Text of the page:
I left the theater feeling tingly in my elbows, weak in my knees, and light in the head. Unable to speak about the performance and yet unable to think of anything else, I've concluded that it might be worthy of recommendation to any readers of this blog who have managed to get all the way to the end of this long-winded, excessively wordy play-by-play.
It really was quite wonderful.
Wednesday, March 10, 2010
New technologies bring with them new sonic phenomena all the time. Cage was autely aware of this and embraced it as a perquisite of progress (and later changed his mind a bit on the issue, but we'll overlook that for right now). I was thinking about this the other day and decided that one such technology that has undoubtedly brought with it its own "soundtrack," as it were, is the telephone. With all man-created sounds, the telephone has introduced noises into popular culture that today are universally recognized. The dial tone, the busy signal, various recognizable rings, even the "low battery" sound on many cell phones has become largely self-evident. It's amazing how these sounds have become so ingrained into our upbringing in this country that their identification is now second nature.
Sunday, March 7, 2010
So picture a group of three musicians. Now imagine a mixture of guitar, precession, banjo, accordion, and occasional kazoo offered by these musicians. Trust me, it's marvelous, and I'm lucky enough to be able to say this from personal experience. The eclectic group, the Seedy Seeds, performed last night at the Southgate House in Newport, Kentucky. The group shared the stage with local bands Come on Caboose and Margot & the Nuclear So and Sos, but clearly stole the show with their fun, upbeat performance. Their self-introduction taken from their webpage is as follows:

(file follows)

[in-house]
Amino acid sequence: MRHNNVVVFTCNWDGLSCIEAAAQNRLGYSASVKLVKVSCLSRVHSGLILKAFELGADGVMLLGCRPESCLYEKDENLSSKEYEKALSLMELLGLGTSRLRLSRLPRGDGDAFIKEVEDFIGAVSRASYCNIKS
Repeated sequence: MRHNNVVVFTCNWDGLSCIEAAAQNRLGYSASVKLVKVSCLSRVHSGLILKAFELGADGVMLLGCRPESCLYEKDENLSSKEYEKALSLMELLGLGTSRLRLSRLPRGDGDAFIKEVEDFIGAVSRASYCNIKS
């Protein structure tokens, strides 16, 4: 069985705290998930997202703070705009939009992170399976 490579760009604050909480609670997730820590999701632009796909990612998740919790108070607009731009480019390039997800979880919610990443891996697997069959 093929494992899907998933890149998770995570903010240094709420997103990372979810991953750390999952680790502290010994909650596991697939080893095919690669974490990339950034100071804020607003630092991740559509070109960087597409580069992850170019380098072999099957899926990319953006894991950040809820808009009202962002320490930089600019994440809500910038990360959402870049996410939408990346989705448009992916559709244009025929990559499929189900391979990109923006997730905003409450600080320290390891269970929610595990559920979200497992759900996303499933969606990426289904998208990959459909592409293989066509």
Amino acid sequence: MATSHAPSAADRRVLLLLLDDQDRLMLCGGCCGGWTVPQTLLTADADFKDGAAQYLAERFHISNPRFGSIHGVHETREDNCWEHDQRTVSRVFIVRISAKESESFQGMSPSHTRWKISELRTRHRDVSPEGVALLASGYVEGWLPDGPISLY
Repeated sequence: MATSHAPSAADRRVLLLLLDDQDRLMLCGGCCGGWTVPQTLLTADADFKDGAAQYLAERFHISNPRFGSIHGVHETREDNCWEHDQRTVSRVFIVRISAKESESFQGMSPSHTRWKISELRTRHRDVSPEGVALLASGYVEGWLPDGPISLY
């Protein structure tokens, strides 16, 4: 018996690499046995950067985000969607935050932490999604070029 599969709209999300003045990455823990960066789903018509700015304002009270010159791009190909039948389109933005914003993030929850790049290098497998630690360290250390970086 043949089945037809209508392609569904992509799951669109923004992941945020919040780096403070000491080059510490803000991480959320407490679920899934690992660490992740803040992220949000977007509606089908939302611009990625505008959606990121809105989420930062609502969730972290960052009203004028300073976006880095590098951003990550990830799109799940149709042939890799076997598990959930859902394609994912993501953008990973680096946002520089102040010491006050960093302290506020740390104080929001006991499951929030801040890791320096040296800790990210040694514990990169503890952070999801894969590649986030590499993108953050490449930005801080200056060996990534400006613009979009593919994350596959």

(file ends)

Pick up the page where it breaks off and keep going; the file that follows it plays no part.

" The Seedy Seeds don't know you, but they already like you.
With a completely original sound and presentation, including
banjo, accordion and toy keyboard beats, The Seedy Seeds
create upbeat, melodic, danceable indie music that is equally
at home alongside pop-punk, alt-country, and lo-fi."
The band was allegedly formed in 2005 when members Mike and Margaret threw around the idea of performing as a group with the instruments they owned but didn't exactly know how to play at the time. Percussionist, Brian, joined in 2008 and the group has been writing, recording, and performing music ever since. In addition, the group has been the recipient of three Cincinnati Entertainment Awards, including Best Live Act, Album of the Year and Best Indie/Alternative Artist.
You can go check them out at http://www.theseedyseeds.com/.
And I think you should.
Wednesday, March 3, 2010
Have you ever listened to the work of a group and liked it, and then found out that one or more of the members have a solo album out? Or, how about this: the band breaks up and then one or more of its former members releases an album? Or what about: one of the group members leaves in a huff and the next month releases a solo album just to spite the other members, it seems? Regardless of the circumstances, I'm sure everyone has a least heard of this happening before and lately, I've been thinking about what these solo works say.